Mistakes businesses make when recruiting can be costly and damaging. Consider the findings from one CareerBuilder survey: The average cost of one bad hire is $14,900. Many companies simply cannot afford these errors.
When a great hire occurs, money is being saved in onboarding and retention costs. Plus, a high-performing employee is great for the bottom line. But how does that break down into hard numbers? It starts by finding the revenue per employee.
This metric can be found in a company’s year-end financial report (or U.S. Securities and Exchange Commission (SEC) report for a publicly-traded company). Multiply that number by 40% for an estimate of the profit margin per hire. Say the revenue per employee is $200,000; then, the profit margin per hire is about $80,000 per year. But an employee in the top 25% of the talent pool tends to bring in at least an additional 25% in profit.
So, in this example, an average hire brings in $80,000 in profit, but an above-average hire brings in at least $130,000. A bad hire could result in a $50,000 loss in profit.
While the above is just one example of the costs associated with bad/good hires, the point is: No amount of money is worth risking when making hiring choices. This is why employers and recruiters should have strategies in place when hiring new talent. But what are the best strategies to adopt?
- 80% of recruitment professionals say employee interviews are essential to hiring.
- 21% of companies wish they hadn’t relied only on interviews when hiring employees and instead also used tests and assessments.
- 24% of companies spend more on online job postings than on any other recruiting strategy.
- 24% of companies say social media is their least-effective recruiting strategy.
- 23% of companies plan to invest more in recruiting technology.
- 11% of companies plan to invest more in an employee referral program.
- 8% of companies plan to invest more in passive recruiting.
7 Strategies for Hiring Talent
Clutch then took these key findings and developed seven strategies that recruiters can use to overcome the challenges they are currently facing and to avoid making hiring mistakes in the future:
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Ask behavior-based interview questions. Clutch research finds that companies must ask candidates questions during interviews that reduce the likelihood of rehearsed answers. Asking behavior-based questions is a surefire way to reduce rehearsed answers. These types of questions also show you how the candidate will perform in the role when given a specific task.
Assess for competency and skill. Clutch suggests testing and assessing job candidates to ensure they can do the job. “Doing well in a job interview does not always mean a candidate is ready to succeed in a role,” says Seamus Roddy, Content Writer and Marketer for Clutch. “Businesses should use job tests and assessments during the recruitment process to ensure that promising candidates will become effective employees.”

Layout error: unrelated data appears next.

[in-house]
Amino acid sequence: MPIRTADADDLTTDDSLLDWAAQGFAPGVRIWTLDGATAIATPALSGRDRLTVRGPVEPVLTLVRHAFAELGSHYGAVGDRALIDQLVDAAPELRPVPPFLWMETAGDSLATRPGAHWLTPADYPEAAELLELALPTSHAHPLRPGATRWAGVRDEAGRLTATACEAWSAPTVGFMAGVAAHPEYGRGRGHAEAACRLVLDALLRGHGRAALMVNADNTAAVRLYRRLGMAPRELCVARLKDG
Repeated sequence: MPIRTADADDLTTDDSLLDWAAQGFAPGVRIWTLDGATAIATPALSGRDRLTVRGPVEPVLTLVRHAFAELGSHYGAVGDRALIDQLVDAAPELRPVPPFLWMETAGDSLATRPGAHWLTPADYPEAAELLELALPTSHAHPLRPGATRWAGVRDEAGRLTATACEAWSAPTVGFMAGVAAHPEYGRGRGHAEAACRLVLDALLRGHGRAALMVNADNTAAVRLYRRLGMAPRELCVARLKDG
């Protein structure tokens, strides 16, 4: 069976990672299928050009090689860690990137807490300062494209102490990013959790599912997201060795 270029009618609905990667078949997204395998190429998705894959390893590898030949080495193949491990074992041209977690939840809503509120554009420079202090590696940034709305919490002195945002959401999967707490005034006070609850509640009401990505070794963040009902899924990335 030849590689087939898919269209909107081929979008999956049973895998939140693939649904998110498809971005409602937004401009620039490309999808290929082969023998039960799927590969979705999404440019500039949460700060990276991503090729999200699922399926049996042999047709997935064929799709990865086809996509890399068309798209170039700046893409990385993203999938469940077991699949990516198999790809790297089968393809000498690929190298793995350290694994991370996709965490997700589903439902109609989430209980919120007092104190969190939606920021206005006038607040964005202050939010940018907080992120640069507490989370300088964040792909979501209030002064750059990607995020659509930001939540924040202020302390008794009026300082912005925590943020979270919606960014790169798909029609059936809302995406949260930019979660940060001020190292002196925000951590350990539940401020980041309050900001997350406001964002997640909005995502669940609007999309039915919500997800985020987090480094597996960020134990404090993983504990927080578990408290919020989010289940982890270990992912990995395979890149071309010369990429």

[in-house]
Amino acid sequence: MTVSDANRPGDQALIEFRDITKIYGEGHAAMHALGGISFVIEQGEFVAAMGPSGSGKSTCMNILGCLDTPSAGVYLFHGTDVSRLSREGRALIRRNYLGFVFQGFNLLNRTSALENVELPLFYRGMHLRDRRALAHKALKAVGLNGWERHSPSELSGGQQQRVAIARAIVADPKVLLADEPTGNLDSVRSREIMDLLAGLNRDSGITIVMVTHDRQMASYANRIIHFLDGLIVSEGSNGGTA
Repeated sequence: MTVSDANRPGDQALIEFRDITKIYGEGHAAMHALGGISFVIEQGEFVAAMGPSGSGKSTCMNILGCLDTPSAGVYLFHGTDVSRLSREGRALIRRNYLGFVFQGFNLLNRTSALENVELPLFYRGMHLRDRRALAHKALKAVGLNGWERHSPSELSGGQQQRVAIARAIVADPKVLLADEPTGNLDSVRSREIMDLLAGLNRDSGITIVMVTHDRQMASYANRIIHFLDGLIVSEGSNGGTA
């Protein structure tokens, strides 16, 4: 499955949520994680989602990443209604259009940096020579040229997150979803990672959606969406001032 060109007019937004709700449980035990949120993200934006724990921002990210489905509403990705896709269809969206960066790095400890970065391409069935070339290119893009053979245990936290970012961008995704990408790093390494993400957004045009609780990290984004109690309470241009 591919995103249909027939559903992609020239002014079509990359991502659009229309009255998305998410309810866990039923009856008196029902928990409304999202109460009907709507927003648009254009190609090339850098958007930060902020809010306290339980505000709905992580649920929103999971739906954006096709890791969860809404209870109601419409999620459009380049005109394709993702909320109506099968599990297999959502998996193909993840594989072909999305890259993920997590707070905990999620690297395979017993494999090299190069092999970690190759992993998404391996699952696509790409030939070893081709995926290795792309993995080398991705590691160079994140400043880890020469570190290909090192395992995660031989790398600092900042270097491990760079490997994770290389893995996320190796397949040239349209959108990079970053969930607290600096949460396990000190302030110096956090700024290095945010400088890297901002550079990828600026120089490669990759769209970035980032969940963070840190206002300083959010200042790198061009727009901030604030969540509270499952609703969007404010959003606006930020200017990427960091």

Outsource job posting. Writing a job post that hooks candidates and makes them want to work for your company is a difficult task, and if the end results don’t land you any candidates, it’s back to the drawing board. If your job posts aren’t hitting the mark, Clutch suggests outsourcing your posting to a recruitment agency that has experience in writing creative and engaging job posts.
Develop a targeted, selective social media recruiting strategy. While 24% of survey respondents say social media recruiting does not work for them, we have to ask: Do you have a targeted strategy in place for effectively interacting with candidates on social media?
Kaitlyn Holbein, CEO and founder of The Employer Brand Shop, suggests that companies invest in paid, targeted social media recruitment that puts job information in front of the best candidates. Holbein says it is also essential to track and record which candidates apply to jobs through social media. A candidate may find your posting on social media but apply using your website, so it’s important to ask how the person first learned about the listing.
Invest in an applicant tracking system (ATS). If you don’t have an ATS yet, you’re doing your company a disservice. ATSs are a great way to build up your candidate pipeline. When candidates apply, their information is stored in the ATS, and even if they weren’t hired for that specific role, you can still go back to your ATS to source them for a position that may be a better fit. Clutch adds that this technology helps track recruiting data, automate recruiting processes, and centralize the hiring process.
Use and promote an employee referral program. “Referrals give employees the opportunity to recommend people for open jobs at their company,” says Roddy. Consider offering employees a referral bonus when their friends or a former colleague is hired in your company. “Offering bonuses for employee referrals is a simple and inexpensive way for large and small businesses to hire the right people,” Roddy adds. “Businesses should ensure that any referral hires will work out before rewarding the referrer, though.”
Develop a passive recruiting strategy. The best workers may not necessarily be the ones actively looking for a new job, which means you should be looking at passive talent, as well. Unfortunately, only 8% of Clutch respondents plan to invest more in passive recruiting in the next 12 months. But passive recruiting is a low-risk, high-reward strategy that can attract top employees.
“Passive recruiting helps improve the odds that companies are engaged with more worthy candidates,” says Roddy. “Just because an employee isn’t actively seeking a job doesn’t mean they wouldn’t be interested in an opportunity at a different company.”
If you’re sick of wasting money on bad hires, then try revamping your recruiting strategies, and keep the above tips in mind.